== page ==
The Year in Springfield 2019…
At the beginning, 2019 felt like it had all the fixings of a great year for the City of Homes. The Council was resurgent. The East-West rail study was (finally) moving. The region’s congressman ascended to one of Congress’s top posts. MGM was entering its first full year of operation and MBTA cars made in the city were about to be rolled out for use in Boston.
But 2019 was nothing close to wine and roses. The mayor’s race was not heavily contested, leaving an unsettled political situation. A Council candidate with a history of disgusting remarks nearly got elected. A retiring councilor died one of many impactful deaths in the city body politic. Beacon Hill seemed inert. In Washington much of whatever work the now-Democratic House could do died at the foot of a Senate that refused to even try to produce alternatives.
Perhaps the year’s most consequential news—nationally of Massachusetts import—may began at the end of 2018. Elizabeth Warren, the commonwealth’s senior US Senator made the obligatory exploratory announcement New Year’s Eve 2018, but a few months later in 2019, she made it official in Lawrence.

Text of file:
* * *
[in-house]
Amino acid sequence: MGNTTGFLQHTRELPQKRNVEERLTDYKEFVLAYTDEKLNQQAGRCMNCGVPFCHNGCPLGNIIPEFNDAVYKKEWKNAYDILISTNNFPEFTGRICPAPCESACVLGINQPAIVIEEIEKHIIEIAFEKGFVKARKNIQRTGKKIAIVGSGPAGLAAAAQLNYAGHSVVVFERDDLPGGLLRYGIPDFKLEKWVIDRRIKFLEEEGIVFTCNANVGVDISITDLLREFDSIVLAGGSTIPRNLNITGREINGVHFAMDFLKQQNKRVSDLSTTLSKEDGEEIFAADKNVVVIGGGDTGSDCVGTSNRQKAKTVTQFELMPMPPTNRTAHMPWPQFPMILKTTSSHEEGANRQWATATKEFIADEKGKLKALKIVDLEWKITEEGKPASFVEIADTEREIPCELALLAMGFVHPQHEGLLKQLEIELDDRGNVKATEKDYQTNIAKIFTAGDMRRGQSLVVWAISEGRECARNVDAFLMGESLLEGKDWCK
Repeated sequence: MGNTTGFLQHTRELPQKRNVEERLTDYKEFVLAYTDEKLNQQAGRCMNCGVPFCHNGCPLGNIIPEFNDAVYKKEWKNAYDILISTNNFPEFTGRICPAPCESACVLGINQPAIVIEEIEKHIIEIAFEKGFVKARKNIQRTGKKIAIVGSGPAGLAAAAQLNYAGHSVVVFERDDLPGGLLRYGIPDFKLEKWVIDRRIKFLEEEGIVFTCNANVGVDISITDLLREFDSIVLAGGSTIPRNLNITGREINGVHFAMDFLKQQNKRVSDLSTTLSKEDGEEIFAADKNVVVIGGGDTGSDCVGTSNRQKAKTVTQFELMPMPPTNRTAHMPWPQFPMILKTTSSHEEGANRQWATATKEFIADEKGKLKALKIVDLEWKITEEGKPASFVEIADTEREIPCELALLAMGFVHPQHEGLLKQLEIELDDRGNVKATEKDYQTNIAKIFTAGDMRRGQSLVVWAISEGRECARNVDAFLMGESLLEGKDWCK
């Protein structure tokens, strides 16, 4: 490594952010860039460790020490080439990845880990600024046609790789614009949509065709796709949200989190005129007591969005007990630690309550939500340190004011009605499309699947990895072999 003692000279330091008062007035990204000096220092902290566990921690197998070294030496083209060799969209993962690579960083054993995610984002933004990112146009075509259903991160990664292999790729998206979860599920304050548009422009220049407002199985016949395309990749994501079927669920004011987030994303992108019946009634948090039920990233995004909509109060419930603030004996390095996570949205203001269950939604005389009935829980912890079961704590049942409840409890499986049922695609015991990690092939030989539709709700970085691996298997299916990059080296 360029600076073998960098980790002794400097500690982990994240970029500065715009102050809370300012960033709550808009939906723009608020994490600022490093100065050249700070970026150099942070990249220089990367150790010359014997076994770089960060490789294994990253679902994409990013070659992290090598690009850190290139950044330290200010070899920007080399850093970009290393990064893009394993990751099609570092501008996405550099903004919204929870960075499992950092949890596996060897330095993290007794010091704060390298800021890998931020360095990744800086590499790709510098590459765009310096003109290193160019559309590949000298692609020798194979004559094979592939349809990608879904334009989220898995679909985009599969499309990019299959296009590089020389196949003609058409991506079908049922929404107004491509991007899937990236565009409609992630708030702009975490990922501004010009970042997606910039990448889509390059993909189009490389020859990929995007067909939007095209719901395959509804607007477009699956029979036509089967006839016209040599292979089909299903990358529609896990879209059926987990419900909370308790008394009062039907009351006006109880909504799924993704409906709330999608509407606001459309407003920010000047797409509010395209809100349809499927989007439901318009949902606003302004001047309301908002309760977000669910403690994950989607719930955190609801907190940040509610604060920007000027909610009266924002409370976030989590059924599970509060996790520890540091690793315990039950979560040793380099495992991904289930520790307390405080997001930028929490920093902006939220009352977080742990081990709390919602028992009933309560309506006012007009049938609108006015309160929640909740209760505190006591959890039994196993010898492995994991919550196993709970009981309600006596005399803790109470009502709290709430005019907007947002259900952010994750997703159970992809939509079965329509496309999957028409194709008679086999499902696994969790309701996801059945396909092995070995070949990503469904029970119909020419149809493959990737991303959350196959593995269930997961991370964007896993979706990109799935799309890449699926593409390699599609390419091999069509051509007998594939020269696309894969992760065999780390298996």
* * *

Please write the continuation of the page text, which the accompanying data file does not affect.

Warren’s campaign would has had its ups and downs, doubters and believers, but unlike many just-as-established contenders, she has survived to play through at least the early primary states. But she would not be alone among Massachusetts pols.
In Springfield itself, the Council finalized some legislation to codify policy regarding undocumented immigrants over Mayor Domenic Sarno’s veto. Now presided over by at-large Councilor Justin Hurst, the Council upped its legislative consideration.
Plastic bag bans and an election notification ordinance, both initiatives of at-large Councilor Jesse Lederman were among the items on the body’s agenda.